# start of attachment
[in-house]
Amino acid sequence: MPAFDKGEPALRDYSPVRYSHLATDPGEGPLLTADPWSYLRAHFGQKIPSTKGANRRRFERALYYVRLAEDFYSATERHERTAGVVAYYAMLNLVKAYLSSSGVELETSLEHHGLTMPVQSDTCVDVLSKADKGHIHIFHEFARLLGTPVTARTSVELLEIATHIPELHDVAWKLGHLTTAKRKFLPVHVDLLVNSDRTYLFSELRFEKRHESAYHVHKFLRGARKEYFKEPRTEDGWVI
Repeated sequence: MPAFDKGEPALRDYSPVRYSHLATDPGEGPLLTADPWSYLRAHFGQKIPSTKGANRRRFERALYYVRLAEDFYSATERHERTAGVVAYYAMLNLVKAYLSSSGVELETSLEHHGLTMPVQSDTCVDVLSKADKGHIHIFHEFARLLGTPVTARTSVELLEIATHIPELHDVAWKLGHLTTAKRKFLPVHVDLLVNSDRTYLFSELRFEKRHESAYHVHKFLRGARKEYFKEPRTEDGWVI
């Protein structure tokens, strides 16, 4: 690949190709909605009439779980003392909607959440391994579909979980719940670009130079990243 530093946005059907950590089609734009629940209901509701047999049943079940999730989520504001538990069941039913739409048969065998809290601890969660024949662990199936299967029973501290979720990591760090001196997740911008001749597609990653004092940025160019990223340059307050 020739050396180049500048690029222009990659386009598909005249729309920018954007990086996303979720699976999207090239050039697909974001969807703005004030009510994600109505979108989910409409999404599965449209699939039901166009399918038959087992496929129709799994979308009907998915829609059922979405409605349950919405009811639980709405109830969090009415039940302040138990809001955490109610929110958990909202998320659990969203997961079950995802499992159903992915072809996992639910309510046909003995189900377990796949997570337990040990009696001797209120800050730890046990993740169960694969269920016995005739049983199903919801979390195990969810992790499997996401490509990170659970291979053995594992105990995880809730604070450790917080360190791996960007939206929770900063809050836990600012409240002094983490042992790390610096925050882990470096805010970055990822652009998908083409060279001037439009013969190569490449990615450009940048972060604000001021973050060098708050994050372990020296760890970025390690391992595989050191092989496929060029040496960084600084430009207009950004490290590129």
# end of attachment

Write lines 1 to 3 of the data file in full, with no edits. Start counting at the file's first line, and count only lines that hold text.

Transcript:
[in-house]
Amino acid sequence: MPAFDKGEPALRDYSPVRYSHLATDPGEGPLLTADPWSYLRAHFGQKIPSTKGANRRRFERALYYVRLAEDFYSATERHERTAGVVAYYAMLNLVKAYLSSSGVELETSLEHHGLTMPVQSDTCVDVLSKADKGHIHIFHEFARLLGTPVTARTSVELLEIATHIPELHDVAWKLGHLTTAKRKFLPVHVDLLVNSDRTYLFSELRFEKRHESAYHVHKFLRGARKEYFKEPRTEDGWVI
Repeated sequence: MPAFDKGEPALRDYSPVRYSHLATDPGEGPLLTADPWSYLRAHFGQKIPSTKGANRRRFERALYYVRLAEDFYSATERHERTAGVVAYYAMLNLVKAYLSSSGVELETSLEHHGLTMPVQSDTCVDVLSKADKGHIHIFHEFARLLGTPVTARTSVELLEIATHIPELHDVAWKLGHLTTAKRKFLPVHVDLLVNSDRTYLFSELRFEKRHESAYHVHKFLRGARKEYFKEPRTEDGWVI